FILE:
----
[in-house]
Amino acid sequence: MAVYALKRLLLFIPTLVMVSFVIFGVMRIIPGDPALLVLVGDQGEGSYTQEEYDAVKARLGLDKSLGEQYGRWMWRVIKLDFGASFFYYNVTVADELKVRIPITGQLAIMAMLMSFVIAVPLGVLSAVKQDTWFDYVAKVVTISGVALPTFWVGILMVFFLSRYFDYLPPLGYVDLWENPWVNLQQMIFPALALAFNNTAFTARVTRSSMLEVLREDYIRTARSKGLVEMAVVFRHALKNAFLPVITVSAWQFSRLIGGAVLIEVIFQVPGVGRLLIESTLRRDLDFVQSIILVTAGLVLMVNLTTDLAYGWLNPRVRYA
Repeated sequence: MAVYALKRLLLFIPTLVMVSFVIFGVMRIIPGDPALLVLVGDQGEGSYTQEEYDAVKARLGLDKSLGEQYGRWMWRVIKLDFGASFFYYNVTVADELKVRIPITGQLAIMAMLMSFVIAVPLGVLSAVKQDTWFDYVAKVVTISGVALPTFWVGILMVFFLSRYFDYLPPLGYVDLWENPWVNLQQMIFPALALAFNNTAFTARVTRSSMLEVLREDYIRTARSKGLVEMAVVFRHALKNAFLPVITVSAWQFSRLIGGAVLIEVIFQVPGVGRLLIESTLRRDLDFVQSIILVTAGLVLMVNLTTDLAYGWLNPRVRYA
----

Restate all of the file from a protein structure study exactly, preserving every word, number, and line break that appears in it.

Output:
[in-house]
Amino acid sequence: MAVYALKRLLLFIPTLVMVSFVIFGVMRIIPGDPALLVLVGDQGEGSYTQEEYDAVKARLGLDKSLGEQYGRWMWRVIKLDFGASFFYYNVTVADELKVRIPITGQLAIMAMLMSFVIAVPLGVLSAVKQDTWFDYVAKVVTISGVALPTFWVGILMVFFLSRYFDYLPPLGYVDLWENPWVNLQQMIFPALALAFNNTAFTARVTRSSMLEVLREDYIRTARSKGLVEMAVVFRHALKNAFLPVITVSAWQFSRLIGGAVLIEVIFQVPGVGRLLIESTLRRDLDFVQSIILVTAGLVLMVNLTTDLAYGWLNPRVRYA
Repeated sequence: MAVYALKRLLLFIPTLVMVSFVIFGVMRIIPGDPALLVLVGDQGEGSYTQEEYDAVKARLGLDKSLGEQYGRWMWRVIKLDFGASFFYYNVTVADELKVRIPITGQLAIMAMLMSFVIAVPLGVLSAVKQDTWFDYVAKVVTISGVALPTFWVGILMVFFLSRYFDYLPPLGYVDLWENPWVNLQQMIFPALALAFNNTAFTARVTRSSMLEVLREDYIRTARSKGLVEMAVVFRHALKNAFLPVITVSAWQFSRLIGGAVLIEVIFQVPGVGRLLIESTLRRDLDFVQSIILVTAGLVLMVNLTTDLAYGWLNPRVRYA